Converting ceria polyhedral nanoparticles into single-crystal nanospheres

Feng, X. and Sayle, D.C. and Wang, Z.L. and Paras, M.S. and Santora, B. and Sutorik, A.C. and Sayle, T.X.T. and Yang, Y. and Ding, Y. and Wang, X. and Her, Y.-S. (2006) Converting ceria polyhedral nanoparticles into single-crystal nanospheres. Science, 312 (5779). pp. 1504-1508. ISSN 00368075 (ISSN). (doi:https://doi.org/10.1126/science.1125767) (The full text of this publication is not currently available from this repository. You may be able to access a copy if URLs are provided)

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Official URL
http://dx.doi.org/10.1126/science.1125767

Abstract

Ceria nanopartides are one of the key abrasive materials for chemical-mechanical planarization of advanced integrated circuits. However, ceria nanoparticles synthesized by existing techniques are irregularly faceted, and they scratch the silicon wafers and increase defect concentrations. We developed an approach for large-scale synthesis of single-crystal ceria nanospheres that can reduce the polishing defects by 80% and increase the silica removal rate by 50%, facilitating precise and reliable mass-manufacturing of chips for nanoelectronics. We doped the ceria system with titanium, using flame temperatures that facilitate crystallization of the ceria yet retain the titania in a molten state. In conjunction with molecular dynamics simulation, we show that under these conditions, the inner ceria core evolves in a single-crystal spherical shape without faceting, because throughout the crystallization it is completely encapsulated by a molten 1- to 2-nanometer shell of titania that, in liquid state, minimizes the surface energy. The principle demonstrated here could be applied to other oxide systems.

Item Type: Article
Additional information: Unmapped bibliographic data: LA - English [Field not mapped to EPrints] J2 - Science [Field not mapped to EPrints] AD - Ferro Corporation, 7500 East Pleasant Vally Road, Independence, OH 44131, United States [Field not mapped to EPrints] AD - Cranfield University, Defense Academy of the United Kingdom, Shrivenham, Swindon SN6 8LA, United Kingdom [Field not mapped to EPrints] AD - School of Materials Science and Engineering, Georgia Institute of Technology, Atlanta, GA 30332-0245, United States [Field not mapped to EPrints] AD - Department of Advanced Materials and Nanotechnology, College of Engineering, Peking University, 100871 Beijing, China [Field not mapped to EPrints] AD - National Center for Nanoscience and Technology, Beijing 100080, China [Field not mapped to EPrints] AD - Nanocerox, Inc., 712 State Circle, Ann Arbor, MI 48108, United States [Field not mapped to EPrints] AD - James Hardie Building Products, 10901 Elm Avenue, Fontana, CA 92337, United States [Field not mapped to EPrints] DB - Scopus [Field not mapped to EPrints]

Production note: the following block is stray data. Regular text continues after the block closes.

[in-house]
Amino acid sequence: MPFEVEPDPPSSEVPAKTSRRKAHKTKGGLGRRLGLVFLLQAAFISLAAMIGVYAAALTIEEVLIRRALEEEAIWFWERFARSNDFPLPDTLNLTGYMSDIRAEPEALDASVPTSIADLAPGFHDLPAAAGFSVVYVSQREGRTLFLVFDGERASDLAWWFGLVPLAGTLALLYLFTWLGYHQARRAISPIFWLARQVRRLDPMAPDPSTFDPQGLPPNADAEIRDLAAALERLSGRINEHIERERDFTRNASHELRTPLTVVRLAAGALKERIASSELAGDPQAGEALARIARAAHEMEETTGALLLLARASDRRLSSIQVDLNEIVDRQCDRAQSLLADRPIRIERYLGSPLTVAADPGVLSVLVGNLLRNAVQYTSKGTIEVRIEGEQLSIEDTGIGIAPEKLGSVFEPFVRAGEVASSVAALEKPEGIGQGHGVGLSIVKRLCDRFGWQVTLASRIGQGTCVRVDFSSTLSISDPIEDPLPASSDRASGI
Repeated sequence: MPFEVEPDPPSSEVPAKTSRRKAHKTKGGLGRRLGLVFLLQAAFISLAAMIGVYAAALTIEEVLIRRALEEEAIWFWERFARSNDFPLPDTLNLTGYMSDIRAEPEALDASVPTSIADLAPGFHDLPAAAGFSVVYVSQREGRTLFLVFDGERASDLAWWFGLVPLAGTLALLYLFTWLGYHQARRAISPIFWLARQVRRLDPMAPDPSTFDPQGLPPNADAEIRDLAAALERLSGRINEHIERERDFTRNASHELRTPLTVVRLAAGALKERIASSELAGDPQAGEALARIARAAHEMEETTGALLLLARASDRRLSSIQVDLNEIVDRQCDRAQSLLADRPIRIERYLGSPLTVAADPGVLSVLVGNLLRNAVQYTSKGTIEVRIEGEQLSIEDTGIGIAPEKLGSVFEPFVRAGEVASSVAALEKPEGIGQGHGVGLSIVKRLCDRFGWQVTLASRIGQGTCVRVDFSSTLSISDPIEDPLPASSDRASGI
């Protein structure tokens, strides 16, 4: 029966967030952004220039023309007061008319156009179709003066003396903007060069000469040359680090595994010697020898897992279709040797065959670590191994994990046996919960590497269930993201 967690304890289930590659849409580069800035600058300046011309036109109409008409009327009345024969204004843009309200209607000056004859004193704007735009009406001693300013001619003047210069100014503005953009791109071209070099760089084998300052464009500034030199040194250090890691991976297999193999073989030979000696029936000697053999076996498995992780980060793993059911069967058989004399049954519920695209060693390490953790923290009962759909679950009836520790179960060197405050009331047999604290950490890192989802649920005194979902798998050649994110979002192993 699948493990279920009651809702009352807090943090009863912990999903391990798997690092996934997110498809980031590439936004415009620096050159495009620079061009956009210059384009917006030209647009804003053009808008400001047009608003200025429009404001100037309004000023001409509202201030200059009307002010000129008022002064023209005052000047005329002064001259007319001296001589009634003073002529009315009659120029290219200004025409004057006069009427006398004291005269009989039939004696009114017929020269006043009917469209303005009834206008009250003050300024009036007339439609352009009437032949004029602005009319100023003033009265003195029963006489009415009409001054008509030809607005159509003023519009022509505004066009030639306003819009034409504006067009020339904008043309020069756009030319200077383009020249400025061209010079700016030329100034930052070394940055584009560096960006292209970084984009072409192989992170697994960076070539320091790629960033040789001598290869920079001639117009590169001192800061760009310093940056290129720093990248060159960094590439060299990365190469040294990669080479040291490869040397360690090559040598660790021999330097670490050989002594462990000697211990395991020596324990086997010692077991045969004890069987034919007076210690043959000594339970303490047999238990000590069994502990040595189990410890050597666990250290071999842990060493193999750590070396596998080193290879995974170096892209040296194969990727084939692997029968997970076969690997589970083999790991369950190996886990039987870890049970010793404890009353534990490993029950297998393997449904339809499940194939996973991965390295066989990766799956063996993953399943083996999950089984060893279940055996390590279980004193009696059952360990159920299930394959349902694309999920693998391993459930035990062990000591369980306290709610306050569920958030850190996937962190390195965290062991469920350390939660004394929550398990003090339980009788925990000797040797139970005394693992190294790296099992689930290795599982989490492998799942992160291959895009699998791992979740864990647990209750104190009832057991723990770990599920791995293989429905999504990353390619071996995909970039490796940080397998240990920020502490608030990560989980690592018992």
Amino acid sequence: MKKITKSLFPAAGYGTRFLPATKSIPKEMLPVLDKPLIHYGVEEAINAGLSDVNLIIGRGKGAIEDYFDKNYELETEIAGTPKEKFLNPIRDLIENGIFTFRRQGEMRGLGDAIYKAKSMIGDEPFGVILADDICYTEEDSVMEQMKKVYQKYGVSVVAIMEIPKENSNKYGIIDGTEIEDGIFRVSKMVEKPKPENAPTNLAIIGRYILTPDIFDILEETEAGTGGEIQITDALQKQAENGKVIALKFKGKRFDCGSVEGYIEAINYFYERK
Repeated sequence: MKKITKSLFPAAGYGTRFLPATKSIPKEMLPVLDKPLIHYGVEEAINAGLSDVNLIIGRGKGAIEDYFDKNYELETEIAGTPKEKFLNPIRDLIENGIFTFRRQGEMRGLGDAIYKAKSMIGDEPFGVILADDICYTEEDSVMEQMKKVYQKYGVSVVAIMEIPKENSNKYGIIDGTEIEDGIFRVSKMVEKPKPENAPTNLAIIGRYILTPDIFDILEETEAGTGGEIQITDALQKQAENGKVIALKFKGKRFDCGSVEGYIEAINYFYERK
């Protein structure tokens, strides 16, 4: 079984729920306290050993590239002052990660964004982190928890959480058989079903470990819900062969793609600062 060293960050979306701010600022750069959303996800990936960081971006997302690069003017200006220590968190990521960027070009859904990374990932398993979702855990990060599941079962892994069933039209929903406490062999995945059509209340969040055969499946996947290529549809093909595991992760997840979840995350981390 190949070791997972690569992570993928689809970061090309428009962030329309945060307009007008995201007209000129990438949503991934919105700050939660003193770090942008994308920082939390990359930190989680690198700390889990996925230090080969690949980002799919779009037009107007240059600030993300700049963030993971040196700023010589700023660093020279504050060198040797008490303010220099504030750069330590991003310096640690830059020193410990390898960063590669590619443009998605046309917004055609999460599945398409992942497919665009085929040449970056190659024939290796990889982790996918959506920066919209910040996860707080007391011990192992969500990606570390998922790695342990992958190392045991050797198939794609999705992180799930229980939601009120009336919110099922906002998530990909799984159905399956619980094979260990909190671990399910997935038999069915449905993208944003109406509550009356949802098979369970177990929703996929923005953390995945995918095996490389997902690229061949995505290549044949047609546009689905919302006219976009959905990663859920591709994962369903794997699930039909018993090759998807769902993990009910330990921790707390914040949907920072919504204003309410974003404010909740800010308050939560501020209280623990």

Uncontrolled keywords: Abrasives, Computer simulation, Crystal defects, Crystallization, Interfacial energy, Molten materials, Silicon wafers, Single crystals, Synthesis (chemical), Titanium, Ceria system, Chemical-mechanical planarization, Liquid state, Polishing defects, Single-crystal spherical shape, Nanostructured materials, nanoparticle, oxide, silicon, titanium, crystal, crystallization, energy, molecular analysis, silicon, surface energy, accuracy, article, chemical modification, crystal structure, crystallization, electronics, energy, melting point, molecular dynamics, priority journal, reliability, simulation, temperature dependence
Subjects: Q Science
Divisions: Faculties > Sciences > School of Physical Sciences > Functional Materials Group
Depositing User: Dean Sayle
Date Deposited: 06 Mar 2015 16:29 UTC
Last Modified: 17 May 2016 12:24 UTC
Resource URI: https://kar.kent.ac.uk/id/eprint/46798 (The current URI for this page, for reference purposes)
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